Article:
Clapham Osteopathy and Functional Movement

To Your (Gut) Health

Microbiome. Microbiota. Beneficial bacteria. Gut bugs. Call it what you will, you’ve probably read or heard somebody talking about this subject recently. But did you know that gut health is correlated with everything from Parkinson’s disease to cardiovascular health to skin conditions like eczema and psoriasis, to anxiety, depression and cognitive function?. There is more and more evidence that the vast quantity of microscopic critters in our guts can play a huge role in our physical and mental health, both positive and negative.

This is achieved via another term you may have heard of: the gut-brain connection. Gut microbes influence how we digest and metabolise the precursors of important neurotransmitters like serotonin and dopamine. Then there is a direct line of communication to the brain, through the vagus nerve, which has receptors near the gut lining that allow it to keep a check on our digestion. Microbes in the intestine can therefore release chemical messengers that alter the signalling of the vagus nerve – and, as a consequence, the brain’s activity.

These pathways are not one-way streets, however, as brain activity can also influence the gut flora composition. Stress can increase inflammation, for instance, which can then affect the microbes in our gut. The result can be a feedback loop. Gut, brain, gut, brain, gut.

Humans used to eat a huge quantity of fermented foods as fermentation was one of the few ways to preserve fresh foods for later.  This would have included pickled vegetables, dairy (yoghurt and cheeses) and meat. However, the advent of packaged foods and refrigeration has lead to the reduction and even, sometimes, elimination of this category from our diets.

Over the past 10 years or so, the idea of feeding and maintaining our gut microbiome has become increasingly mainstream. It seems clear that today’s Western lifestyle featuring vast amounts of stress, poor sleep, antibiotics and nutritionally-depleted diets are impacting the type and amount of microbes present in our guts, leading to a variety of health problems. This has led to a booming probiotic supplement industry that aims to help increase the number and variety of microbes. We believe that even though probiotics can be helpful to deal with specific conditions – we always take a supplement to increase resilience when travelling –  it is better to include fermented foods as a mainstay of the diet.  So we regularly eat home-made sauerkraut, pickles and kombucha. Of course not everyone has the time and inclination to make all of these from scratch (even though basic fermented veggies are dead easy!) but fortunately some of the commercial products out there get the job done handily and tastily (Okay, not sure if that’s a real word, but if not, it should be.) UK friends, check out the kefir made by our friends at Ki, straight outta Vauxhall!  (Shameless plug alert)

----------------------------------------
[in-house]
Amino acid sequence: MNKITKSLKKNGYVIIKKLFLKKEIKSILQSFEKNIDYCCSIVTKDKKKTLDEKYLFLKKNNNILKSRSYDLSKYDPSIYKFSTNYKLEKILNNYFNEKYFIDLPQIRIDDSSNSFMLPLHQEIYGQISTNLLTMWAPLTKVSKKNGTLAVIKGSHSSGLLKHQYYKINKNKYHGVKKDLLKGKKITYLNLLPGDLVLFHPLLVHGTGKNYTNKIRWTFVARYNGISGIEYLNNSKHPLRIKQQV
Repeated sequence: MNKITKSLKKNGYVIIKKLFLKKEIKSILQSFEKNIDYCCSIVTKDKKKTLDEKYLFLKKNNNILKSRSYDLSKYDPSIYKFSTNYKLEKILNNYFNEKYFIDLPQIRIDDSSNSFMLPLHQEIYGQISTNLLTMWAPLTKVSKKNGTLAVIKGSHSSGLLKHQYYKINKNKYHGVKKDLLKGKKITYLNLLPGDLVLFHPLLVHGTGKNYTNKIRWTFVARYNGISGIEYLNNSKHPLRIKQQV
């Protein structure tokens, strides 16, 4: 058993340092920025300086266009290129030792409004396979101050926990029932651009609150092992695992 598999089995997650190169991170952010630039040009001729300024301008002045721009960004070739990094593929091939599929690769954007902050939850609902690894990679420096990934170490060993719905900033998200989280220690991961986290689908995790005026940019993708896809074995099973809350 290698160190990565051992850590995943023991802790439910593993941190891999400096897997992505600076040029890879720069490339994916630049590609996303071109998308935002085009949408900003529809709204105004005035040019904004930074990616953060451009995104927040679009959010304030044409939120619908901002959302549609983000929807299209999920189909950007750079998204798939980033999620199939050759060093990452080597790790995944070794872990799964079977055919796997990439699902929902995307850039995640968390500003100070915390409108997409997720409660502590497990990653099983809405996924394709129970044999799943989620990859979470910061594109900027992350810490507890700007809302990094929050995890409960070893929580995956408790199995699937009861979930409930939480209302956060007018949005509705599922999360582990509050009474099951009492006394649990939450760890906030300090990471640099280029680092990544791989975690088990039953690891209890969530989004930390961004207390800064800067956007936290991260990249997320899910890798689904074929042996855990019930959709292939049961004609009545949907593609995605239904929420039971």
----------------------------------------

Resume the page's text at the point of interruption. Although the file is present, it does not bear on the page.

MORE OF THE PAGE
Ki Kefir is a new sustainable & organic company based in South West London, hand delivering traditional and powerful kefir to your door. Frustrated with buying kefir without the powerful kick of life it should have, we decided it was time for Londoners to get their hands on a real kefir, full of probiotic goodness that’s exceptionally powerful and really makes a difference to your gut health. Unlike many shop-bought Kefirs who use a powdered (lab-made) bacteria to make kefir,  at Ki we make it the traditional way with living cultures. This ensures the highest quantity and most diverse range of good bacteria. Our kefir also contains a cocktail of vital vitamins and minerals crucial for good health, including B12, K2, calcium and magnesium. It is made with the finest organic milk from grass-fed cows in Sussex. We are also a minimal waste company, packaging our kefir in glass and offering local deliveries.

To find out more about Ki you can visit www.kilondon.com
Instagram: @ki.kefir https://www.instagram.com/ki.kefir/?hl=en
Facebook: ki.kefir.london https://www.facebook.com/ki.kefir.london/

Is Sunscreen the New Margarine?

tub of sunscreen on beachCurrent guidelines for sun exposure are unhealthy and unscientific, controversial new research suggests—and quite possibly even racist. How did we get it so wrong?

In this article, author Rowan Jacobsen discusses how our obsession with protecting ourselves from the sun is contributing to many health issues. Studies have shown that supplementing with vitamin D is not very effective, whereas moderate amounts of sunlight exposure is. But that’s only the start. Sunlight triggers the release of a number of other important compounds in the body, including nitric oxide, serotonin and endorphins. It reduces the risk of prostate, breast, colorectal, and pancreatic cancers. It improves circadian rhythms. It reduces inflammation and dampens autoimmune responses.

 

Read the full article, Is Sunscreen the New Margarine?

If You Want To Save The World, Veganism Isn’t The Answer

dry field with one treeVeganism is becoming more and more popular these days. Understandably so, as people are becoming increasingly concerned about the impact of Intensively farmed meat and dairy’s toll on the environment. However, in this article, farmer Isabella Tree discusses the potential negative implications that veganism can have on the sustainability of our farmland, as well as our health. This article is a great read no matter which side of the debate you may stand on.